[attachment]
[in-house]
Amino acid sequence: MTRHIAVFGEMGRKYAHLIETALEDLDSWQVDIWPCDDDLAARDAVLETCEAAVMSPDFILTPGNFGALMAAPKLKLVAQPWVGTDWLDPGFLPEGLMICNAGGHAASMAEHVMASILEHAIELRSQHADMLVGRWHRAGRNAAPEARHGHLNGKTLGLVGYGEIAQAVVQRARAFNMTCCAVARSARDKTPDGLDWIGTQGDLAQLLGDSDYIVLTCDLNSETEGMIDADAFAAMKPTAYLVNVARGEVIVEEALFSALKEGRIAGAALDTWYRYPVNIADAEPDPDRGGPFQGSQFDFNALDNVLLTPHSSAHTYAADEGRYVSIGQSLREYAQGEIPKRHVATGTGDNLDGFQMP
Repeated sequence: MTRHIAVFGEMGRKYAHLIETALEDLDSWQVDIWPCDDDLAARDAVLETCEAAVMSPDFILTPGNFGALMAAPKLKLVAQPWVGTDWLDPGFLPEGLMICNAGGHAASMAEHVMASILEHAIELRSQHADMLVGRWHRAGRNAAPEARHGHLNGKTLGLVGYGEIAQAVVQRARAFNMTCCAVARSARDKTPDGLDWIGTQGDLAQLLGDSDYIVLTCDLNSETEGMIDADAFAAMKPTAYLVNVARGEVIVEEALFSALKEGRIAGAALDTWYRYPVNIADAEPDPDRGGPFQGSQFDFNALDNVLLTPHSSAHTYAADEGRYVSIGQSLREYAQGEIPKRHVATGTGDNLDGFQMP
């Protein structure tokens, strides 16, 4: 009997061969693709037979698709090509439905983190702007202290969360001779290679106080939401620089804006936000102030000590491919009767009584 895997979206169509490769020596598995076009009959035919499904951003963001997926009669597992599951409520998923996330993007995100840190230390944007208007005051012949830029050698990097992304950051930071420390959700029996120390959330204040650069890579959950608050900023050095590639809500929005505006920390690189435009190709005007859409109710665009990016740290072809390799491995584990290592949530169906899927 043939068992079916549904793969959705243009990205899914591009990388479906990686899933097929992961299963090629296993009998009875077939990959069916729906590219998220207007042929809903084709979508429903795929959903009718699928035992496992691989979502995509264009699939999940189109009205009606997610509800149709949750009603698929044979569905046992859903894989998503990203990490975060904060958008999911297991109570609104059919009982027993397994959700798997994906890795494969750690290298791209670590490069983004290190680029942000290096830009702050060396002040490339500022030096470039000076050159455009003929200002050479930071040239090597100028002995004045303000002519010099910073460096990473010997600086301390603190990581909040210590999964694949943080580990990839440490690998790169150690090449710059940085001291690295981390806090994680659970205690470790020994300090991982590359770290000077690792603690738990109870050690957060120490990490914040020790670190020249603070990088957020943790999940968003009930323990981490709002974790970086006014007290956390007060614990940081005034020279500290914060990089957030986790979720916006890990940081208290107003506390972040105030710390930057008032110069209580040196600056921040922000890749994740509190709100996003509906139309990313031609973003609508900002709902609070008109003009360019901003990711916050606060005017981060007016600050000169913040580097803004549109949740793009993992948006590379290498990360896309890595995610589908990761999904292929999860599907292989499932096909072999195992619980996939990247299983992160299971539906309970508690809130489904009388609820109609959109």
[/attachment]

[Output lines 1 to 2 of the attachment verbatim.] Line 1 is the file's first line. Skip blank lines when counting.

[in-house]
Amino acid sequence: MTRHIAVFGEMGRKYAHLIETALEDLDSWQVDIWPCDDDLAARDAVLETCEAAVMSPDFILTPGNFGALMAAPKLKLVAQPWVGTDWLDPGFLPEGLMICNAGGHAASMAEHVMASILEHAIELRSQHADMLVGRWHRAGRNAAPEARHGHLNGKTLGLVGYGEIAQAVVQRARAFNMTCCAVARSARDKTPDGLDWIGTQGDLAQLLGDSDYIVLTCDLNSETEGMIDADAFAAMKPTAYLVNVARGEVIVEEALFSALKEGRIAGAALDTWYRYPVNIADAEPDPDRGGPFQGSQFDFNALDNVLLTPHSSAHTYAADEGRYVSIGQSLREYAQGEIPKRHVATGTGDNLDGFQMP